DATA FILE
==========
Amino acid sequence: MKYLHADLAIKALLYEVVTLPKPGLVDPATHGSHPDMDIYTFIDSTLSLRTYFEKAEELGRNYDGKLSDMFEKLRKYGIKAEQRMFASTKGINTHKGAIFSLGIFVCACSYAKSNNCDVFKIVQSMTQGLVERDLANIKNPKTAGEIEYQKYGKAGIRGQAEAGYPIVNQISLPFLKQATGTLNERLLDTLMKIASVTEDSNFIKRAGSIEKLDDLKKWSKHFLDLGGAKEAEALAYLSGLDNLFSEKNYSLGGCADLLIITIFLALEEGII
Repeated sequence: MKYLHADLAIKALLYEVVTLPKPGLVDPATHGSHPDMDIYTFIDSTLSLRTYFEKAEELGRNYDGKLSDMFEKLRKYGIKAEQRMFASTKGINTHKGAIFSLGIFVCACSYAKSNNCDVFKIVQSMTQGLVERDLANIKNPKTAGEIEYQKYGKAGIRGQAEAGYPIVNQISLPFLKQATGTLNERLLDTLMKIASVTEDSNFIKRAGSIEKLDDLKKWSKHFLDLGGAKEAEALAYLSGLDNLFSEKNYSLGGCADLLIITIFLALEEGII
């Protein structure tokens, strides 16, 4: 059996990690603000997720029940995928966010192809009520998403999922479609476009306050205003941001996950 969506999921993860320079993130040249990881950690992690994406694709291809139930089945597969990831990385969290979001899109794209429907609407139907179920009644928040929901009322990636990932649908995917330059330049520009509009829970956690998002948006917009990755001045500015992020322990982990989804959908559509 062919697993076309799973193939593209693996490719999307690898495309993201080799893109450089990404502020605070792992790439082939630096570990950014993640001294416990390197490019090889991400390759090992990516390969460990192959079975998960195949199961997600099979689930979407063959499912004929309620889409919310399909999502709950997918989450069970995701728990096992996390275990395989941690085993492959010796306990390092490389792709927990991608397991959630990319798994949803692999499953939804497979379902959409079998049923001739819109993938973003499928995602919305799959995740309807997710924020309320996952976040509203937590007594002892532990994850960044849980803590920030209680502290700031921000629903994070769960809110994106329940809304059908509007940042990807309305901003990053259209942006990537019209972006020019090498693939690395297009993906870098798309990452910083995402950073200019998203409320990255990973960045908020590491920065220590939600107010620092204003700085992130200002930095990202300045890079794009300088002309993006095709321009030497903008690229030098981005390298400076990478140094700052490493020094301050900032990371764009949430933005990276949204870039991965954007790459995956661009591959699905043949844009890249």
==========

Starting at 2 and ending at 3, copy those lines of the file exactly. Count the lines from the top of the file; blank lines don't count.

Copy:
Repeated sequence: MKYLHADLAIKALLYEVVTLPKPGLVDPATHGSHPDMDIYTFIDSTLSLRTYFEKAEELGRNYDGKLSDMFEKLRKYGIKAEQRMFASTKGINTHKGAIFSLGIFVCACSYAKSNNCDVFKIVQSMTQGLVERDLANIKNPKTAGEIEYQKYGKAGIRGQAEAGYPIVNQISLPFLKQATGTLNERLLDTLMKIASVTEDSNFIKRAGSIEKLDDLKKWSKHFLDLGGAKEAEALAYLSGLDNLFSEKNYSLGGCADLLIITIFLALEEGII
């Protein structure tokens, strides 16, 4: 059996990690603000997720029940995928966010192809009520998403999922479609476009306050205003941001996950 969506999921993860320079993130040249990881950690992690994406694709291809139930089945597969990831990385969290979001899109794209429907609407139907179920009644928040929901009322990636990932649908995917330059330049520009509009829970956690998002948006917009990755001045500015992020322990982990989804959908559509 062919697993076309799973193939593209693996490719999307690898495309993201080799893109450089990404502020605070792992790439082939630096570990950014993640001294416990390197490019090889991400390759090992990516390969460990192959079975998960195949199961997600099979689930979407063959499912004929309620889409919310399909999502709950997918989450069970995701728990096992996390275990395989941690085993492959010796306990390092490389792709927990991608397991959630990319798994949803692999499953939804497979379902959409079998049923001739819109993938973003499928995602919305799959995740309807997710924020309320996952976040509203937590007594002892532990994850960044849980803590920030209680502290700031921000629903994070769960809110994106329940809304059908509007940042990807309305901003990053259209942006990537019209972006020019090498693939690395297009993906870098798309990452910083995402950073200019998203409320990255990973960045908020590491920065220590939600107010620092204003700085992130200002930095990202300045890079794009300088002309993006095709321009030497903008690229030098981005390298400076990478140094700052490493020094301050900032990371764009949430933005990276949204870039991965954007790459995956661009591959699905043949844009890249």